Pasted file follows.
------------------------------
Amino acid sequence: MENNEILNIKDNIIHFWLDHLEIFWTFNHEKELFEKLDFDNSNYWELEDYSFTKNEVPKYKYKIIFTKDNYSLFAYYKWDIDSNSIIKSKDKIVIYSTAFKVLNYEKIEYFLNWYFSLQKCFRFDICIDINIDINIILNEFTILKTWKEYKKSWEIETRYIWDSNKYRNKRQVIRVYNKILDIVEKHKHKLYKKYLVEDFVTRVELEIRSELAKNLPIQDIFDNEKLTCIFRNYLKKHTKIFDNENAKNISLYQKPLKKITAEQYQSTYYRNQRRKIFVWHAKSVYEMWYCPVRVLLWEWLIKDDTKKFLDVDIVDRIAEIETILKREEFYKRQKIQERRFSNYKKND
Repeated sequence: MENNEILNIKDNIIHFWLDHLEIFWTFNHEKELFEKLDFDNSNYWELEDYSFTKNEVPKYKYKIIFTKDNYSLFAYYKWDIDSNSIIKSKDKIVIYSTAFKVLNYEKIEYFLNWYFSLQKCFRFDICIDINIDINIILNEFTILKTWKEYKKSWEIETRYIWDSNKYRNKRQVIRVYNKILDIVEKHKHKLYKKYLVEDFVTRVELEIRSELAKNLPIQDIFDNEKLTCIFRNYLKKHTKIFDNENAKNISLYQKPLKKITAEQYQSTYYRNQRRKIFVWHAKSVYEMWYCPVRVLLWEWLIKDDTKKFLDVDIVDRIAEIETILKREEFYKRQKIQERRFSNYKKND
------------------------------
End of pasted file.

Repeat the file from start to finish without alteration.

Amino acid sequence: MENNEILNIKDNIIHFWLDHLEIFWTFNHEKELFEKLDFDNSNYWELEDYSFTKNEVPKYKYKIIFTKDNYSLFAYYKWDIDSNSIIKSKDKIVIYSTAFKVLNYEKIEYFLNWYFSLQKCFRFDICIDINIDINIILNEFTILKTWKEYKKSWEIETRYIWDSNKYRNKRQVIRVYNKILDIVEKHKHKLYKKYLVEDFVTRVELEIRSELAKNLPIQDIFDNEKLTCIFRNYLKKHTKIFDNENAKNISLYQKPLKKITAEQYQSTYYRNQRRKIFVWHAKSVYEMWYCPVRVLLWEWLIKDDTKKFLDVDIVDRIAEIETILKREEFYKRQKIQERRFSNYKKND
Repeated sequence: MENNEILNIKDNIIHFWLDHLEIFWTFNHEKELFEKLDFDNSNYWELEDYSFTKNEVPKYKYKIIFTKDNYSLFAYYKWDIDSNSIIKSKDKIVIYSTAFKVLNYEKIEYFLNWYFSLQKCFRFDICIDINIDINIILNEFTILKTWKEYKKSWEIETRYIWDSNKYRNKRQVIRVYNKILDIVEKHKHKLYKKYLVEDFVTRVELEIRSELAKNLPIQDIFDNEKLTCIFRNYLKKHTKIFDNENAKNISLYQKPLKKITAEQYQSTYYRNQRRKIFVWHAKSVYEMWYCPVRVLLWEWLIKDDTKKFLDVDIVDRIAEIETILKREEFYKRQKIQERRFSNYKKND